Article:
I had intended this article to talk about grapes, but instead it looks like we are talking about Disney.
I recently opened my bottle of Mr. Tom’s Muscadine Saison, one of the gorgeous Farmhouse options that come from Hourglass Brewing in Longwood. I am a big fan of the muscadine grape, as it’s pretty much the only grape that will grow in the state of Florida. If you’ve ever had wine from San Sebastian or its sister winery Lakeridge in Clermont, those are predominantly Muscadine.
They also sell just straight muscadine juice, which I really enjoy. It’s very sweet, very tart, and refreshing, more so than commercially available grape juices.
Reading the saison bottle, Hourglass mentions more than once that the muscadine grapes used in the saison were sourced from Mr. Tom DeWolf, the Mr. Tom in the aforementioned beer name. I had no idea what a major role Mr. DeWolf had in the expansion of Central Florida.
Let’s go back to the 1960s. Orlando’s biggest employer was defense contractor Martin Marietta, now known as Lockheed Martin. Most of the area around Bay Lake was wetland or citrus groves, owned by a smattering of people in and around the area.
This area is where Walt Disney Productions decided their new east coast version of Disneyland was going to be located. But Disney had a logistical problem.
If you are someone as well known as Disney, you can’t go and buy land in your own name. Once a seller finds out Disney is buying, the land prices would skyrocket.
Instead, several dummy corporations were set up to purchase the land. Who would have guessed that companies with names like Latin-American Development and Management Corp. and Tomahawk Properties, Inc. was really Disney in disguise?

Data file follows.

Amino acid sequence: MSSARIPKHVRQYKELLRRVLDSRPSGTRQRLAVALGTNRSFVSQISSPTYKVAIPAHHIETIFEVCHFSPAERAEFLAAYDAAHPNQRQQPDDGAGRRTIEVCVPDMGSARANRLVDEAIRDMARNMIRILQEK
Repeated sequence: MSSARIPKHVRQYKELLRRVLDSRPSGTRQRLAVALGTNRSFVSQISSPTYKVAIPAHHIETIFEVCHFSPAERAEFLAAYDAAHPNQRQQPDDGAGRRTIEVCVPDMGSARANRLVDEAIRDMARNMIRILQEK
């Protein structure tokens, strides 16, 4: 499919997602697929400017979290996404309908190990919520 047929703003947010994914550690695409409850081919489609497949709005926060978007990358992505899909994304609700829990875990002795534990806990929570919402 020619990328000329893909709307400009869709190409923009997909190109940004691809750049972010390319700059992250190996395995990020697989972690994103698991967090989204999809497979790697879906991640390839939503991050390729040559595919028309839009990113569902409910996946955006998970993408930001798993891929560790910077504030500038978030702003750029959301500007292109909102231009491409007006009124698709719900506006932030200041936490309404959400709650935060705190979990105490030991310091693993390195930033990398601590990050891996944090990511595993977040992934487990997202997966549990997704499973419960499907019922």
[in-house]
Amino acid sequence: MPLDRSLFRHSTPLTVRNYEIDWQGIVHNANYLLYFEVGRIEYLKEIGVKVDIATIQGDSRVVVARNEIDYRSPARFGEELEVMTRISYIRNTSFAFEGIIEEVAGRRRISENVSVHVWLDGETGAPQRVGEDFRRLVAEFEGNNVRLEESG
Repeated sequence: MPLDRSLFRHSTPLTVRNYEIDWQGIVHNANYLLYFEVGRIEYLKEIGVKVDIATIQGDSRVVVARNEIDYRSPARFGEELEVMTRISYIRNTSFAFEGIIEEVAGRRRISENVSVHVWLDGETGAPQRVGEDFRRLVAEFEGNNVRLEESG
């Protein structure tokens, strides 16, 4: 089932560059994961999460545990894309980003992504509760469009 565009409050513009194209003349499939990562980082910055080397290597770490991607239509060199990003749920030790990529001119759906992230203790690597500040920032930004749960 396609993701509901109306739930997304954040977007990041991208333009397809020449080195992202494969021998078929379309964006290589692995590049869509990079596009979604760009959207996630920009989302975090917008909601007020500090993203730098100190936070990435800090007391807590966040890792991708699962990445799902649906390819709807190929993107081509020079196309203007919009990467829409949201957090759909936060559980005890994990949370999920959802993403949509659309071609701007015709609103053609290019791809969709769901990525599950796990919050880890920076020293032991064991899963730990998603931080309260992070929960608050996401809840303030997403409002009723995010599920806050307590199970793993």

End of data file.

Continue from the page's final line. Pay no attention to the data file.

Tom DeWolf, a lawyer practicing in a firm based out of Miami, was the lawyer that created those dummy corporations. He led the legal team in purchasing the land on behalf of Disney, but not giving away the true nature of what was really going on.
His hobby, however, was horticulture, specifically growing the muscadine grape on his plot of land in Clermont. He even went so far as to write a book about the specific varietal he was growing. That book is still available, albeit excessively scientific.
Hourglass purchased the grapes for Mr. Tom’s Muscadine Saison (Saison, 6.6% ABV, 30 IBU) from Tom DeWolf himself. The grapes aren’t the base of the beer. Instead, Hourglass used their oak foeder-aged house saison and added piles of grapes after primary fermentation with a healthy dose of brettanomyces yeast.
Interesting enough, Hourglass finished the Saison very dry, leaving only the slightest hint of that electric sweetness that I love so much from the grape. There are also fantastic citrus notes along with a light hazy straw aroma and color that has a lightly Chardonnay quality in terms of dryness, while still giving enough attention to the fruit flavors in the adjuncts and coming from the yeast.
Carbonation is a bit higher, so this particular saison dances on the tongue, leaving just a bit of that tang on its way down. Mr. Tom himself never tried the beer, as he had unfortunately passed away at the age of 91 before its release.
But the beer, like the massive resort that he played an instrumental role in creating, will live on as a legacy for him and his accomplishments. And those grapes.
Seriously, I love those grapes.
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